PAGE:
woman putting food scraps in bin for composting

Are you composting at home yet? If not, you might want to consider it.

We generate more than 292.4 million tons of trash annually in the U.S. and more than 42 million tons of this is yard trimmings and food waste that could be composted. According to the Environmental Protection Agency, “more food reaches landfills and incinerators than any other single material in our everyday trash.”

Why should you care? When food goes to landfills, it rots and produces methane, a harmful greenhouse gas. But by composting, you can put your food scraps to work making a useful soil amendment. Your finished compost will improve soil health and water retention and reduce the need for fertilizers and pesticides.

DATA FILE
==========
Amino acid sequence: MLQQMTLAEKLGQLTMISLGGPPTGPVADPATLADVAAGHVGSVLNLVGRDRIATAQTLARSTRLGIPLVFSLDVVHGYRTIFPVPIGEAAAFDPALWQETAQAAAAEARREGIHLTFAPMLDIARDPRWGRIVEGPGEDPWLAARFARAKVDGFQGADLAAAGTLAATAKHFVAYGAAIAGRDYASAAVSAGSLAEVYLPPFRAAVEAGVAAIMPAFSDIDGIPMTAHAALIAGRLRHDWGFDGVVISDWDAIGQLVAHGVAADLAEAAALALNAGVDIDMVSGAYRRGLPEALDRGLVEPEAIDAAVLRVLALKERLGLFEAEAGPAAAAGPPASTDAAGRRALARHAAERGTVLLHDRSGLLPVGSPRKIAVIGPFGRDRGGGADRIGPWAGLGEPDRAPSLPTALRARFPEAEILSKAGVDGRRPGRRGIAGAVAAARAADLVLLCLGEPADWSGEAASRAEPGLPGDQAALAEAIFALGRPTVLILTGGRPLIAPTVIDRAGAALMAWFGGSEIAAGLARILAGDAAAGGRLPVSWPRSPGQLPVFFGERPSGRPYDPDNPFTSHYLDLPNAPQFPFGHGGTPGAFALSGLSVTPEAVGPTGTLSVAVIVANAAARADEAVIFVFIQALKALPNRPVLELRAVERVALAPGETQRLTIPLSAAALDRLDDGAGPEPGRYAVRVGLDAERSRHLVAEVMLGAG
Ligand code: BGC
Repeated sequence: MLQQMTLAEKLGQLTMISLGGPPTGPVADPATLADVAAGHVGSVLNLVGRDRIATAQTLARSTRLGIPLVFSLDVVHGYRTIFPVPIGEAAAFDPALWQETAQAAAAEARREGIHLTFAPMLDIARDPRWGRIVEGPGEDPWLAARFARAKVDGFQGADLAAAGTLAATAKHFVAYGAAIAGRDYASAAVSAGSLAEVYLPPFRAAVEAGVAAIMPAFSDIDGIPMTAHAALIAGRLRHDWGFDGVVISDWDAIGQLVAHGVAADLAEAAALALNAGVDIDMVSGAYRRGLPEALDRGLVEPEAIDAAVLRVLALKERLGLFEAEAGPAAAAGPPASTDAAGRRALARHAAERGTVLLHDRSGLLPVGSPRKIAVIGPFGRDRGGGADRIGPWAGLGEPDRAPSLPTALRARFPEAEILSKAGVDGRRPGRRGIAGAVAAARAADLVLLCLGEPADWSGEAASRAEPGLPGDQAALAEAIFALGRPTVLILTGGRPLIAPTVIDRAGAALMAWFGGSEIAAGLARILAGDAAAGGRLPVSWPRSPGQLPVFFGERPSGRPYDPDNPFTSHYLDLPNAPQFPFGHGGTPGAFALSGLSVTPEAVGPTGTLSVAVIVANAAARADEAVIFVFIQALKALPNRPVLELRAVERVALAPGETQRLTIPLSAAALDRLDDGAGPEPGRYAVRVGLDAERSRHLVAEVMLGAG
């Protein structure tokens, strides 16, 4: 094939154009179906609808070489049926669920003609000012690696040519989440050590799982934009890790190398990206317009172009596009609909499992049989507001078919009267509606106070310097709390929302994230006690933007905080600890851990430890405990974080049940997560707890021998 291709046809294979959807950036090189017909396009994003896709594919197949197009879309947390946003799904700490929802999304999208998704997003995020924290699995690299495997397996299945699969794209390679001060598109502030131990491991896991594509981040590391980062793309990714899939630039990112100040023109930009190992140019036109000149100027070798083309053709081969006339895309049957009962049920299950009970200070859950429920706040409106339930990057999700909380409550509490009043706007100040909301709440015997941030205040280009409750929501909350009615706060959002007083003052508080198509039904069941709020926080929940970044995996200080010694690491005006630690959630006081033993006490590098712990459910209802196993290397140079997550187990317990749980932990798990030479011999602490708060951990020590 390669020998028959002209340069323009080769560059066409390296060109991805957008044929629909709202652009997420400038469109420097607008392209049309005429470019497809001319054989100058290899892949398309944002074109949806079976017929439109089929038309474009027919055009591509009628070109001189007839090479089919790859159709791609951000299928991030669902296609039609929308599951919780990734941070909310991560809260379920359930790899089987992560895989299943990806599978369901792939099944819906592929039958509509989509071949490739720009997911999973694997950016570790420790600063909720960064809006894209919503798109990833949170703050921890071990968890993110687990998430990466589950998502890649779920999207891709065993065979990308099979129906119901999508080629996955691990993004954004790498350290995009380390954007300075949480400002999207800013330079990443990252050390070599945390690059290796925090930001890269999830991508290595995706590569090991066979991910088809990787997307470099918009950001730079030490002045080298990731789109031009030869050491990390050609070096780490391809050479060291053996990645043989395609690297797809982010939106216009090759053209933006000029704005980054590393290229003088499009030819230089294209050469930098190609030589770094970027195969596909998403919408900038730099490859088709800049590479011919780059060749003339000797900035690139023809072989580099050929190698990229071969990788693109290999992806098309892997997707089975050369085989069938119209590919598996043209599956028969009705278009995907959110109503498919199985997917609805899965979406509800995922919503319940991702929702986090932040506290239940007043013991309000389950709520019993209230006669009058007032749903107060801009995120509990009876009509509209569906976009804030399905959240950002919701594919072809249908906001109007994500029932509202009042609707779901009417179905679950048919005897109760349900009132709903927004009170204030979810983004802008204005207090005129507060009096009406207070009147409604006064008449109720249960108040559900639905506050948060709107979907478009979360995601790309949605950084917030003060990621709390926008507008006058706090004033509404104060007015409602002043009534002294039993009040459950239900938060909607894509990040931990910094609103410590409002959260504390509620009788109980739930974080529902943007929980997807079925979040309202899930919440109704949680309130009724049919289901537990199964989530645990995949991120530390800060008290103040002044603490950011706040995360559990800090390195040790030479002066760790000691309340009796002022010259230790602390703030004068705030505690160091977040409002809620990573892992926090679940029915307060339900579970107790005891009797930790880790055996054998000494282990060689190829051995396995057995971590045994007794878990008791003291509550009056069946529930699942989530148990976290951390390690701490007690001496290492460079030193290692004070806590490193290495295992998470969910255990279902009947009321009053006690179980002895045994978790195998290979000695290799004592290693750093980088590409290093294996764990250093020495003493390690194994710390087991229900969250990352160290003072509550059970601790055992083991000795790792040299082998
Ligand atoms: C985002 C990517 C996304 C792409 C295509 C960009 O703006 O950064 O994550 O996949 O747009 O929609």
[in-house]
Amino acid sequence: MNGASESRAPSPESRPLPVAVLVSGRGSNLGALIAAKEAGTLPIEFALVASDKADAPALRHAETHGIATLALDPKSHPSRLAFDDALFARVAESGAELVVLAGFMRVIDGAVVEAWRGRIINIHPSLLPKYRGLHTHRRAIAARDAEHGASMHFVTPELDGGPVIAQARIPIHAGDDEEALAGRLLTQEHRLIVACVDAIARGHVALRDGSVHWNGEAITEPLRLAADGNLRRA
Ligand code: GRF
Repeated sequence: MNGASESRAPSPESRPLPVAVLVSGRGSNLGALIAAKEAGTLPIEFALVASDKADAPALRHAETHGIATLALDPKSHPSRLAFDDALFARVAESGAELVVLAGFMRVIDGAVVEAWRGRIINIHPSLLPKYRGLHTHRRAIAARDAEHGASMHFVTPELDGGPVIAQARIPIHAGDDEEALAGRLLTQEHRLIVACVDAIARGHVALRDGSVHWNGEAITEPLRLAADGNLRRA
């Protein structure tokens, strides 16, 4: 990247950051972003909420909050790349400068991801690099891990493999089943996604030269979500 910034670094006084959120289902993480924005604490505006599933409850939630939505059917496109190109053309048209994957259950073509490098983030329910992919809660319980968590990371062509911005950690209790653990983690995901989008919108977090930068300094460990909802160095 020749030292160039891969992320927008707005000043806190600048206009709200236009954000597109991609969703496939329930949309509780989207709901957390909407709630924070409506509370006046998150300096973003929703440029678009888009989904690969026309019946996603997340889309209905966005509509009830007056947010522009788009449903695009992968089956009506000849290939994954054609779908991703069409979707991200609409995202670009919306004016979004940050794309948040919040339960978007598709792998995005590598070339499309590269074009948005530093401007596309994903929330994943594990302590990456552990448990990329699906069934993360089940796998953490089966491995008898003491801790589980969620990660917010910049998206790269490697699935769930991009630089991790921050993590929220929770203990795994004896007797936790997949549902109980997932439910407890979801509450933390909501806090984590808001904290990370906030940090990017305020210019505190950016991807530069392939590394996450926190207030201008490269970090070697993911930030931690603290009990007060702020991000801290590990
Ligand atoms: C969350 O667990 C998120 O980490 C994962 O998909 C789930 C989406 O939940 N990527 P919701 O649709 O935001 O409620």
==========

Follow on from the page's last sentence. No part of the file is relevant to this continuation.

Composting also reduces the amount of garbage you produce — you may even find you can downsize your trash bin and save a bit of money. Worried about the smell? A properly maintained compost pile doesn’t stink (which is hard to say about a garbage can full of rotting food!). Even if you don’t have a yard, there are a variety of compost solutions for you.

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Infographic: How To Compost at Home
Image credit: The Zebra

This article was originally published on September 4, 2020.

By Earth911

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